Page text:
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Deal between tribes, feds reinstates water sampling on the rez
Jun 23, 2013 - By Alejandra Silva, Staff Writer
The agreement requires the U.S. Department of Energy to provide information on the groundwater testing being performed.
The Eastern Shoshone and Northern Arapaho tribes have entered into an agreement with the U.S. Department of Energy to provide public information on the groundwater testing being performed at the Riverton processing site.
On Thursday, the last few samples were collected near the Chemtrade Refinery Services on 140 Goes in Lodge Road, two miles southwest of Riverton. The site sits within the Wind River Indian Reservation boundaries, and residents have feared that their drinking water contains harmful contaminants. DOE hydrologist William Dam said his department has signed a one-year agreement with the Joint Business Council to build public trust and share the results of the testing.
"We want the public to get more involved with what the DOE is doing and (see) that we are protecting public health, and we're protecting the environment as well," Dam said. "There is a lot of misinformation but we can share the facts of what's really going on."
A uranium and vanadium-ore-processing mill used to sit where the Chemtrade Refinery Services facility now operates and produces sulfuric acid. The mill operated from 1958 to 1963 and produced radioactive mill tailings, a sandy waste byproduct of uranium mining. This caused uranium, radium and thorium contamination in soils, groundwater and construction debris.
In 1988, roughly 1.8 million cubic yards of the contaminated materials were extracted and placed at the Gas Hills East disposal site about 45 miles away. Today, the site is owned by Chemtrade and is managed by the Office of Legacy Management of the DOE for routine inspections, maintenance and documentation.
There are three aquifers beneath the site, and officials said only one was contaminated by ore-processing operations. The shallow groundwater of the surficial aquifer was affected, and layers of shale separate this aquifer from the semiconfined and confined aquifer, which are several feet thick.
The DOE said in publications that it is "extremely unlikely" that the contaminated water could travel down into the drinking water. According to the DOE, the shale works as an "effective barrier" that prevents this downward migration. Still, the testing of possible contamination continues, especially since a major flood in 2010 caused the Little Wind River to overflow, and studies two weeks later showed increases in contaminant concentrations.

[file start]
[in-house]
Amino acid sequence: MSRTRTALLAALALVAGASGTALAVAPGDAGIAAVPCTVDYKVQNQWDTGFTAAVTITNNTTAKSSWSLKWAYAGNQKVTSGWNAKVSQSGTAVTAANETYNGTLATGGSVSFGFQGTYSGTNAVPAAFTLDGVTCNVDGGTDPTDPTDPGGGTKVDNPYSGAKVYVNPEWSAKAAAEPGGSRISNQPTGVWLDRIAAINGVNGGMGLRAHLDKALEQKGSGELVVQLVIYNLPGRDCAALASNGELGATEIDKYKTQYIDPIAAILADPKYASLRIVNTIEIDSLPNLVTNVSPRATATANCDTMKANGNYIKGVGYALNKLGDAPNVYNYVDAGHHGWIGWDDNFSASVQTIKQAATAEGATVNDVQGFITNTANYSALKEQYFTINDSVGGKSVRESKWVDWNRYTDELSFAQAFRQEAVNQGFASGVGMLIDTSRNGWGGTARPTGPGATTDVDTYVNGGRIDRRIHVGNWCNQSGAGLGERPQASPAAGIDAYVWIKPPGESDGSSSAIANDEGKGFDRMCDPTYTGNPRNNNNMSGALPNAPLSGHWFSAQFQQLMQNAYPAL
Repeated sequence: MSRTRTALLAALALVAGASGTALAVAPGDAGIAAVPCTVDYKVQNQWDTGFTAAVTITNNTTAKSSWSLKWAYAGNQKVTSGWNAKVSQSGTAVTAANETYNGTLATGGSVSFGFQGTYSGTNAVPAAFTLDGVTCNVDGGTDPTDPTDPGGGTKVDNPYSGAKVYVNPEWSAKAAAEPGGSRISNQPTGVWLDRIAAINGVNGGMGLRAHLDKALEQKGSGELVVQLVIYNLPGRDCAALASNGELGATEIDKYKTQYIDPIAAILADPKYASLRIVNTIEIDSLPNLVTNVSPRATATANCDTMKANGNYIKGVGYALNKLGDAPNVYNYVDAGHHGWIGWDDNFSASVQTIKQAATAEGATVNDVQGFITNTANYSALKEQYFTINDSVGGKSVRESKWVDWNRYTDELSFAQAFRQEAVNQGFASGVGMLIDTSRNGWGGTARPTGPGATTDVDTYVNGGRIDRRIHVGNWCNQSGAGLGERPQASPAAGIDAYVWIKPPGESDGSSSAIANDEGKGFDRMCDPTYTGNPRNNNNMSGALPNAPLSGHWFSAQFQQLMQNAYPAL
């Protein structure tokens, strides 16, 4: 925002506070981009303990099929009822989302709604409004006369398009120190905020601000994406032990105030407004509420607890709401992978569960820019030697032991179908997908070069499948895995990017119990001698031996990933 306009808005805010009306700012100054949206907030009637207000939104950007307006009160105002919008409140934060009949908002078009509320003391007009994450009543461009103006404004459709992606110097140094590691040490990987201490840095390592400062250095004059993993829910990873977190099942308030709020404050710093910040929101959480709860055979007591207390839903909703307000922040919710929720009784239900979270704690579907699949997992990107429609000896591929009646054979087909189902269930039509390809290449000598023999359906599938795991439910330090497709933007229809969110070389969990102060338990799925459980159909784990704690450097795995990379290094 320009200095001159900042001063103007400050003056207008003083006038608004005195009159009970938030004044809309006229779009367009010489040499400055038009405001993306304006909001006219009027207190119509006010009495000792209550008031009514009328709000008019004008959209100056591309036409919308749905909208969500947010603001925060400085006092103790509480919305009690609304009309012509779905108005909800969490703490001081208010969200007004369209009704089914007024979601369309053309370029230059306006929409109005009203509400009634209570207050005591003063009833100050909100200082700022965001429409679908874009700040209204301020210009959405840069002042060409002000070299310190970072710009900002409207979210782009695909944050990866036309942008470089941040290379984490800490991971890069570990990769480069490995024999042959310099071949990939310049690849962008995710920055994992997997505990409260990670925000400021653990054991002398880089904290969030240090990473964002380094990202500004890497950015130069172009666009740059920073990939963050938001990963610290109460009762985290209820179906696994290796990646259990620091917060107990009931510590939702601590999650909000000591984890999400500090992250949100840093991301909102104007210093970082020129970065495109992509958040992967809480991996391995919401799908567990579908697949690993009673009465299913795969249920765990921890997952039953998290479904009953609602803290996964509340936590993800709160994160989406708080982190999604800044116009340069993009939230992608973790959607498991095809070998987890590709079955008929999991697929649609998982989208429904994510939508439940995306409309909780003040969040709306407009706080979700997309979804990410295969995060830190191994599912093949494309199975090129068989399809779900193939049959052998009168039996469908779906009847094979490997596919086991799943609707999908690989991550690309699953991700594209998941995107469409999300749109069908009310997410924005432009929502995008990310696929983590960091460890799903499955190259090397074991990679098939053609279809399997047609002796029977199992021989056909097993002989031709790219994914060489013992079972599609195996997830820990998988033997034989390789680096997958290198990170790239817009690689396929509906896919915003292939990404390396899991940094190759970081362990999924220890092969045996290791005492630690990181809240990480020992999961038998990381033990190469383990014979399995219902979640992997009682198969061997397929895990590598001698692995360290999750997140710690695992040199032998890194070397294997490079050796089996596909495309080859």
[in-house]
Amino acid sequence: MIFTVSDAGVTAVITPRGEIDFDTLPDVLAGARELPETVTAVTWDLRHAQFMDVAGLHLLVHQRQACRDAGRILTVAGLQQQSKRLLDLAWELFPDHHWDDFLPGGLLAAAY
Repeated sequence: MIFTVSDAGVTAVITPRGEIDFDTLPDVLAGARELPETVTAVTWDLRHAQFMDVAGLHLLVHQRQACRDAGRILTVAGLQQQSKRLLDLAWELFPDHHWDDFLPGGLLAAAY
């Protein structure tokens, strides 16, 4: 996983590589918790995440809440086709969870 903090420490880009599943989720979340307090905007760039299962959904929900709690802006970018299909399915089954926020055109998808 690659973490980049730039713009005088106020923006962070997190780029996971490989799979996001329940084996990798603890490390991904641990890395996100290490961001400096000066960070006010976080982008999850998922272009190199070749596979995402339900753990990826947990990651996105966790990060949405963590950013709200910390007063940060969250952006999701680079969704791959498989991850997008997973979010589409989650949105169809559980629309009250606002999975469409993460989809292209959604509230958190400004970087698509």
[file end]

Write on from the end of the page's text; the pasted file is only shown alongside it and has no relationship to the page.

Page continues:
In the 1990s, the DOE performed characterization studies, computer modeling methods and a "natural flushing" method to test the groundwater. The flushing method was given a "100-year regulatory time frame" for completion. The DOE continues to monitor this method and collects data to report annually.
According to the DOE, "although contaminated groundwater is assumed to discharge to the Little Wind River, groundwater contaminants have had no measurable effect on river water quality."
Dam said the DOE previously had a five-year agreement with the tribes that now has expired. Measures were taken to restrict new wells and land use.
Drinking water in the area comes only from the groundwater in the confined aquifer. An alternate water supply system also was installed by Indian Health Services in 1998. The DOE also provided funding for a 1-million gallon storage tank. The Northern Arapaho Utility Organization operates the system that is attached to 8.5 miles of water line. Both wells take water from the confined aquifer and are 650 feet deep.
The public can read more about the sampling on the DOE's website or in the reference section at the Riverton Public Library.
Dam said the DOE will work with local health facilities to ensure locals with health concerns are directed to the right service.
"There were a lot of questions the local community had about their health," Dam said. "The JBC and WREQC has the lead to set up meetings and has the lead to help us get interconnected with the community."
On Thursday, David Atkinson and Sam Campbell from the S.M. Stroller Corporation, a contractor to the DOE, were collecting samples from the fenced pond off Rendezvous Road near the Chemtrade facility with a water quality meter and water level indicator.
One clear hose collected water from the shallow section and a second hose released excess water. The field measurements then were fed into their computer system, which notified them if the water was clear of debris. Once the water recorded a clear level and a set of numbers stabilized their reading, a green light gave them the OK to collect the water into small plastic bottles.
Atkinson said there are about three general depths and several wells in the pond. He added that only the shallow areas are tested because that is where possible contamination would be.
Ricki Trosper of the Wind River Environmental Quality Commission accompanied the contractors during testing and said the WREQC also performs its own tests which are sent to an independent laboratory. S.M. Stroller performed several tests in more than 30 locations and did the last nine Thursday.
"There is a lot of excitement and enthusiasm with this new agreement," Dam said, adding that his department's main goal is to follow through with long-term maintenance and surveillance.
Water sampling is done twice: once when the river flow is highest and again when it is lowest. More sampling is planned to begin in September.